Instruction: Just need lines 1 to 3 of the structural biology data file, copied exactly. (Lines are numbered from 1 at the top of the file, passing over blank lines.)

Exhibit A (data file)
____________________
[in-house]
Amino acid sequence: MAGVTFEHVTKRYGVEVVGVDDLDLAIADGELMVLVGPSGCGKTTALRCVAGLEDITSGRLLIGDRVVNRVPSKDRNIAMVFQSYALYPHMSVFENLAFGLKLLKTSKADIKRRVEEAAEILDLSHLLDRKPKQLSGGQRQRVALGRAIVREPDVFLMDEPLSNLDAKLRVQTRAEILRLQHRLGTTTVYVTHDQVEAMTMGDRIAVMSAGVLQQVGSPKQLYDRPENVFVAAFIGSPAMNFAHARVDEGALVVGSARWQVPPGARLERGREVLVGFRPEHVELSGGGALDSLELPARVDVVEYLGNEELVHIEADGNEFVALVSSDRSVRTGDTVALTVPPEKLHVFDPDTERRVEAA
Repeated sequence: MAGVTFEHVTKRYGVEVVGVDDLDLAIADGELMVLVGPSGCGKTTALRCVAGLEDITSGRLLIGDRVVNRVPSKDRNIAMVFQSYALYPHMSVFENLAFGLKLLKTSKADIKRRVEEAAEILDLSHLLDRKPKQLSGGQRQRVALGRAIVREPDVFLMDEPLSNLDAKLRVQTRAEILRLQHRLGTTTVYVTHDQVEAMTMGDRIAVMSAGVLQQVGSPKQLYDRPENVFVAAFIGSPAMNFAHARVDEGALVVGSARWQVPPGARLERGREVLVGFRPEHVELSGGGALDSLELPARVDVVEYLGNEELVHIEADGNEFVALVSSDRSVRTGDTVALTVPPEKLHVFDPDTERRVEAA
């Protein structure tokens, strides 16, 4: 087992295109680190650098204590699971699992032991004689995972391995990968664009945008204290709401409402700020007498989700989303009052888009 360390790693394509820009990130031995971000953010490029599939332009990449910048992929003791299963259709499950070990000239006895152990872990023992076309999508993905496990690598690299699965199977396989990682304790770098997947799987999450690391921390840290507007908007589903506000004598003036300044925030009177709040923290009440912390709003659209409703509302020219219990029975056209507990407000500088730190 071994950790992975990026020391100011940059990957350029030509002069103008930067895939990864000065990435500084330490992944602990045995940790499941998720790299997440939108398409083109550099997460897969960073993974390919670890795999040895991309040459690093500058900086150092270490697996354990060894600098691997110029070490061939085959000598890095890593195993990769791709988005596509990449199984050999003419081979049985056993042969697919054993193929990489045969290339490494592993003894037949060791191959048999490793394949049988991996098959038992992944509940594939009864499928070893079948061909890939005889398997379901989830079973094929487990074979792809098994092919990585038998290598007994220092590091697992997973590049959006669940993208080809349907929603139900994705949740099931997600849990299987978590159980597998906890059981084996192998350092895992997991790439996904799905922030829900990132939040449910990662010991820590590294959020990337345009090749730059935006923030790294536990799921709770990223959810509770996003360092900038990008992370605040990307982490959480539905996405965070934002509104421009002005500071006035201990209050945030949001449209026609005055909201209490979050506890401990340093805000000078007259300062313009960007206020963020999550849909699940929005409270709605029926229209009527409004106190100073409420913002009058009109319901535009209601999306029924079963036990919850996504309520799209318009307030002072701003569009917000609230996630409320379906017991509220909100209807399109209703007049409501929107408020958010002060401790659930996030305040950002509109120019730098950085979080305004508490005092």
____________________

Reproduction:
[in-house]
Amino acid sequence: MAGVTFEHVTKRYGVEVVGVDDLDLAIADGELMVLVGPSGCGKTTALRCVAGLEDITSGRLLIGDRVVNRVPSKDRNIAMVFQSYALYPHMSVFENLAFGLKLLKTSKADIKRRVEEAAEILDLSHLLDRKPKQLSGGQRQRVALGRAIVREPDVFLMDEPLSNLDAKLRVQTRAEILRLQHRLGTTTVYVTHDQVEAMTMGDRIAVMSAGVLQQVGSPKQLYDRPENVFVAAFIGSPAMNFAHARVDEGALVVGSARWQVPPGARLERGREVLVGFRPEHVELSGGGALDSLELPARVDVVEYLGNEELVHIEADGNEFVALVSSDRSVRTGDTVALTVPPEKLHVFDPDTERRVEAA
Repeated sequence: MAGVTFEHVTKRYGVEVVGVDDLDLAIADGELMVLVGPSGCGKTTALRCVAGLEDITSGRLLIGDRVVNRVPSKDRNIAMVFQSYALYPHMSVFENLAFGLKLLKTSKADIKRRVEEAAEILDLSHLLDRKPKQLSGGQRQRVALGRAIVREPDVFLMDEPLSNLDAKLRVQTRAEILRLQHRLGTTTVYVTHDQVEAMTMGDRIAVMSAGVLQQVGSPKQLYDRPENVFVAAFIGSPAMNFAHARVDEGALVVGSARWQVPPGARLERGREVLVGFRPEHVELSGGGALDSLELPARVDVVEYLGNEELVHIEADGNEFVALVSSDRSVRTGDTVALTVPPEKLHVFDPDTERRVEAA